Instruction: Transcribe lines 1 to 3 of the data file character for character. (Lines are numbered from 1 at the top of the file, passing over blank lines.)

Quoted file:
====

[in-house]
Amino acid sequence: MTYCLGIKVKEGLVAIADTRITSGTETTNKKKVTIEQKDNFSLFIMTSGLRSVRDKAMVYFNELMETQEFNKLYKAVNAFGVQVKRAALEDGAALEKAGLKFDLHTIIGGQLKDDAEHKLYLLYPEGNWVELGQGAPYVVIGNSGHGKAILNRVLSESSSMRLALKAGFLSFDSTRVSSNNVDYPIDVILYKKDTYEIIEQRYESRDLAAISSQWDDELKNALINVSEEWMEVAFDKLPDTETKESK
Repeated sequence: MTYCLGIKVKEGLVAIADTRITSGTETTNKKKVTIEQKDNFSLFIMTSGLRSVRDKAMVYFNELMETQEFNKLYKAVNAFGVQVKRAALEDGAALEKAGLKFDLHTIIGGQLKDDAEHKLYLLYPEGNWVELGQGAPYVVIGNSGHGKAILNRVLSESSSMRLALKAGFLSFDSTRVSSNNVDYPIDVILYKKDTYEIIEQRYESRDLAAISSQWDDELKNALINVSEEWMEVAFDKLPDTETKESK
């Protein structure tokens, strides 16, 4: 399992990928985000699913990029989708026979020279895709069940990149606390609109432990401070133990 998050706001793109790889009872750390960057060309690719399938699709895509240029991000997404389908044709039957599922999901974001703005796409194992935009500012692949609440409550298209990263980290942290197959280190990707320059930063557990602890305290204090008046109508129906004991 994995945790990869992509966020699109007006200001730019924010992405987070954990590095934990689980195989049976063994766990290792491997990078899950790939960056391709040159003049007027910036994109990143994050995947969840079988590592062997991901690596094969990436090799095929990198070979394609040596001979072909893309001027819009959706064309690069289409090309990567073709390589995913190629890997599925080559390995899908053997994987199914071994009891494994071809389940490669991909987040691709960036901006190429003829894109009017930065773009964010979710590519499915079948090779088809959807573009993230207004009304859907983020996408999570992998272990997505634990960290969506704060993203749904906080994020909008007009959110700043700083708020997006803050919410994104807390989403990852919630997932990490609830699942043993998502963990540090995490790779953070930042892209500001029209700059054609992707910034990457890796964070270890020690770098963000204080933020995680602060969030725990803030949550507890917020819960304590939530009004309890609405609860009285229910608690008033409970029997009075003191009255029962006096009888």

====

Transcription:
[in-house]
Amino acid sequence: MTYCLGIKVKEGLVAIADTRITSGTETTNKKKVTIEQKDNFSLFIMTSGLRSVRDKAMVYFNELMETQEFNKLYKAVNAFGVQVKRAALEDGAALEKAGLKFDLHTIIGGQLKDDAEHKLYLLYPEGNWVELGQGAPYVVIGNSGHGKAILNRVLSESSSMRLALKAGFLSFDSTRVSSNNVDYPIDVILYKKDTYEIIEQRYESRDLAAISSQWDDELKNALINVSEEWMEVAFDKLPDTETKESK
Repeated sequence: MTYCLGIKVKEGLVAIADTRITSGTETTNKKKVTIEQKDNFSLFIMTSGLRSVRDKAMVYFNELMETQEFNKLYKAVNAFGVQVKRAALEDGAALEKAGLKFDLHTIIGGQLKDDAEHKLYLLYPEGNWVELGQGAPYVVIGNSGHGKAILNRVLSESSSMRLALKAGFLSFDSTRVSSNNVDYPIDVILYKKDTYEIIEQRYESRDLAAISSQWDDELKNALINVSEEWMEVAFDKLPDTETKESK